Suppressing field emission on a single-cell cavity after rinsing with chloroform. After rinsing, the cavity reached a record 44 MV/m field.
R&D in this area seeks to improve the performance of niobium accelerating cavities. They are qualified by two figures of merit: the accelerating field, Eacc, and the quality factor, Q0, which is inversely proportional to the surface resistance. Shorter structures can be obtained by increasing Eacc, and cryogenic cooling requirements can be reduced by increasing Q0. So far, accelerating fields in the region of 40 MV/m have been obtained with a quality factor of about 1010, but only with bulk niobium, electropolished, baked cavities. Additional facilities for studying surfaces and superconductivity are now available in completion to ongoing experiments to optimize electropolishing and baking processes. Recently a new development work has just begun on a new family of superconductors that are specially tailored for superconducting radiofrequency (SRF) applications, and that should outperform bulk niobium.
Research on electropolishing (EP)
The experimental R&D on electropolishing started under the CARE-SRF program has continued. Impedance spectroscopy studies on revolving samples have provided greater insight into the electrochemical aspects of the system. Models made using Comsol software and applied to multi-cell devices have also shown that the process could be improved through enhanced fluid homogenization. Work on a single-cell cavity showed that low-potential treatment was just as effective as the standard process and induced less electrolyte contamination. Rinsing a contaminated cavity with chloroform proved effective and resulted in a record 44 MV/m field. Tests were also performed on new electrolytes offering improved performance in terms of lifetime and roughness. All these experiments involved foreign partner laboratories: DESY, KEK, and J-Lab. A vertical EP line for large, multi-cell cavities (ILC, SPL) will soon be installed at Supratech.
Baking and surface analysis
A “fast” baking process for cavities has been developed. The new process is an improvement on “standard” baking, in which cavities are placed in a vacuum at a temperature of 120°C for 48 hours. Baking modifies the superconducting surface, a phenomenon that has often been attributed to the diffusion of interstitial oxygen at the metal-oxide interface. A PhD research conducted in collaboration with the Max Planck Institute in Stuttgart has definitively ruled out this hypothesis. Low-angle X-ray methods (synchrotron radiation) allowed extremely precise observation of transformations in the oxide layer and of oxygen diffusion. Not only does the quantity of oxygen not drop during baking, but for some crystallographic orientations it actually increases, although energy dissipation decreases in baked cavities. Positron annihilation experiments, carried out in collaboration with the CNRS in Orleans, have shown that baking leads to a very significant increase in the number of vacancies in the first 100 nm of the surface (which is where the magnetic field causes dissipation). This observation points out to alternative explanations for the baking effect.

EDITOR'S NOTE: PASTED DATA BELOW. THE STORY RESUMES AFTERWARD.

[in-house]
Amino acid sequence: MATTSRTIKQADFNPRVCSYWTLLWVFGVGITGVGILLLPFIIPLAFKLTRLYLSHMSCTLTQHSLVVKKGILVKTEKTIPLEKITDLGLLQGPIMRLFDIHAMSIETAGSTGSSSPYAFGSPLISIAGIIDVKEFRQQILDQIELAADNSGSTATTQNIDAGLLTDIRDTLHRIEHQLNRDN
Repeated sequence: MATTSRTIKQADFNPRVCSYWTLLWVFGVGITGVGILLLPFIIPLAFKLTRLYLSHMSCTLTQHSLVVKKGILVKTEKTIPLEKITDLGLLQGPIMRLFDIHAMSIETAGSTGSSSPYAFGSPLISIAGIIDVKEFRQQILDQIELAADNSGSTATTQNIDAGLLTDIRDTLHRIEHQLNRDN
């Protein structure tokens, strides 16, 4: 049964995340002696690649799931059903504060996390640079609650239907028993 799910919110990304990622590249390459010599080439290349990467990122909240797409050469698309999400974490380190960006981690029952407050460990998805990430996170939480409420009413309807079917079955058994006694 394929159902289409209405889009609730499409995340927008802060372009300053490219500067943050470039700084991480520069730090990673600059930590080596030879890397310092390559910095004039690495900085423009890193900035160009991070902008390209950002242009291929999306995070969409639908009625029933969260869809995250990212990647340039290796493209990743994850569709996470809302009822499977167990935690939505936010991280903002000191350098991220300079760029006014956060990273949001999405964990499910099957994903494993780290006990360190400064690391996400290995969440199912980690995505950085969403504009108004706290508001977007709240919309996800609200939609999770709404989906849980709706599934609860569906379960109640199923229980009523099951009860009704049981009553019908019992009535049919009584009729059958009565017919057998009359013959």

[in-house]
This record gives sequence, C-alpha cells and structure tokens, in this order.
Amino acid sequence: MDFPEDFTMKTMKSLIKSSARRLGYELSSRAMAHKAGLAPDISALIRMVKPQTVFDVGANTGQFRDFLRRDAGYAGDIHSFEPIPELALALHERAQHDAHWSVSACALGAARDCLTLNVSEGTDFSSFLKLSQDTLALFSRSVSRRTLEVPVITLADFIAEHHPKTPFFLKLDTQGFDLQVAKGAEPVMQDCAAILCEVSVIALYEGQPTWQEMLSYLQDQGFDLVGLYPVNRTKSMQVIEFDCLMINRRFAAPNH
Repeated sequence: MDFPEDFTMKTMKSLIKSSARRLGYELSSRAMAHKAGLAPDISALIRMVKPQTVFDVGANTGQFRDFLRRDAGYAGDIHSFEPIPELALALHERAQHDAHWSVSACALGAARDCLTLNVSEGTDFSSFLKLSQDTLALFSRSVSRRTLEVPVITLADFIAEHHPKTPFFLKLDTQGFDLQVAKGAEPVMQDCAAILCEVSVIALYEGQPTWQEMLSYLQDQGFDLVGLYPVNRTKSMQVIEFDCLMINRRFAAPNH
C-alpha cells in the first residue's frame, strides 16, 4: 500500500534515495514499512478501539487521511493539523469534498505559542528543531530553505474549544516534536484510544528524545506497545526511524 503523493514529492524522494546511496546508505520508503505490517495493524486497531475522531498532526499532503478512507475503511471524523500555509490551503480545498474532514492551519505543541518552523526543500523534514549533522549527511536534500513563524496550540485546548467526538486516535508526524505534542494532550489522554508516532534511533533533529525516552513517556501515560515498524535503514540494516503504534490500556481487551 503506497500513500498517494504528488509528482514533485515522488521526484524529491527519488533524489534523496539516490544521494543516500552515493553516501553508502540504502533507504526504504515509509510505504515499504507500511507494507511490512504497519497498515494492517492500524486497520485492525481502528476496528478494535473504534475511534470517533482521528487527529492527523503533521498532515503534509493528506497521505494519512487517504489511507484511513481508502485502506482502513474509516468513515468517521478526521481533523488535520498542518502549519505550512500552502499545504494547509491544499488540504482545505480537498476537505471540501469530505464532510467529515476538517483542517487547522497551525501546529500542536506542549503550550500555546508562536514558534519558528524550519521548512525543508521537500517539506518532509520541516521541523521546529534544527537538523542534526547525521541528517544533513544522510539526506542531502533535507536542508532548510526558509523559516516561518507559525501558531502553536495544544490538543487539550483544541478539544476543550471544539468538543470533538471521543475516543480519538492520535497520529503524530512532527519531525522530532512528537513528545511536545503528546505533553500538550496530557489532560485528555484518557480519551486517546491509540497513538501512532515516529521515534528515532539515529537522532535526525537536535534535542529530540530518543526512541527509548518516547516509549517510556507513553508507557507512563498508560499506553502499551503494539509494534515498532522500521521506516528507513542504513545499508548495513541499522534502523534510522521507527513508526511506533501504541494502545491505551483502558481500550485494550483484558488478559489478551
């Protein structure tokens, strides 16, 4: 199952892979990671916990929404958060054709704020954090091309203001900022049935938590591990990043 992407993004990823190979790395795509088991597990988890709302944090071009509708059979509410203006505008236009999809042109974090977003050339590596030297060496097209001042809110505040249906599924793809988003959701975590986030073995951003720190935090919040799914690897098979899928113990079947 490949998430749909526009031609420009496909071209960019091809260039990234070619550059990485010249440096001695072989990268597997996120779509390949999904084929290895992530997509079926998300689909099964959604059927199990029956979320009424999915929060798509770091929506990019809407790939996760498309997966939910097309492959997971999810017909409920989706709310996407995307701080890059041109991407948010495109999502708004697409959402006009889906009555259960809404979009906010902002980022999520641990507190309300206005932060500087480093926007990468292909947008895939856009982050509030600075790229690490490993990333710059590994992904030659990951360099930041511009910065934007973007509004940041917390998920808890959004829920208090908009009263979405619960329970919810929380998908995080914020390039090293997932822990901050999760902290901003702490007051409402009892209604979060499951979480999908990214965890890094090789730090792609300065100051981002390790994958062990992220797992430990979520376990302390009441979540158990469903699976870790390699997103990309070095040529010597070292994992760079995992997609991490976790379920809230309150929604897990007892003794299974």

New composite superconductors
A number of experimental findings, combined with the latest theoretical progress in the field of SRF, would seem to suggest that the dissipation phenomena observed at high fields could be due to isolated vortices penetrating the superconducting material. This would explain why niobium has had the monopoly so far: it is the superconductor with the highest first critical field (penetration field for the first vortices). In 2006, theoretician A. Gurevich proposed “shielding” niobium with nanometric superconducting layers with a far higher transition field than the bulk material.
Longitudinal first penetration field of the reference sample shown in green, compared with that of the same sample covered with a 15 nm MgO layer and 25 nm NbN layer, shown in blue. First vortex penetration is significantly delayed by the NbN layer.
It is hoped that by using a material with a higher critical temperature than niobium, it will be possible to increase the field in the cavities, with out vortex penetration in the material, and also to reduce heat dissipation. A series of model samples was deposited and characterized, in collaboration with the CEA/DSM/INAC Grenoble. A sample consisting of 15 nm of magnesium oxide, then 25 nm of niobium nitride, deposited on a 250 nm layer of niobium, exhibited a first critical field that was significantly higher than a sample with niobium alone.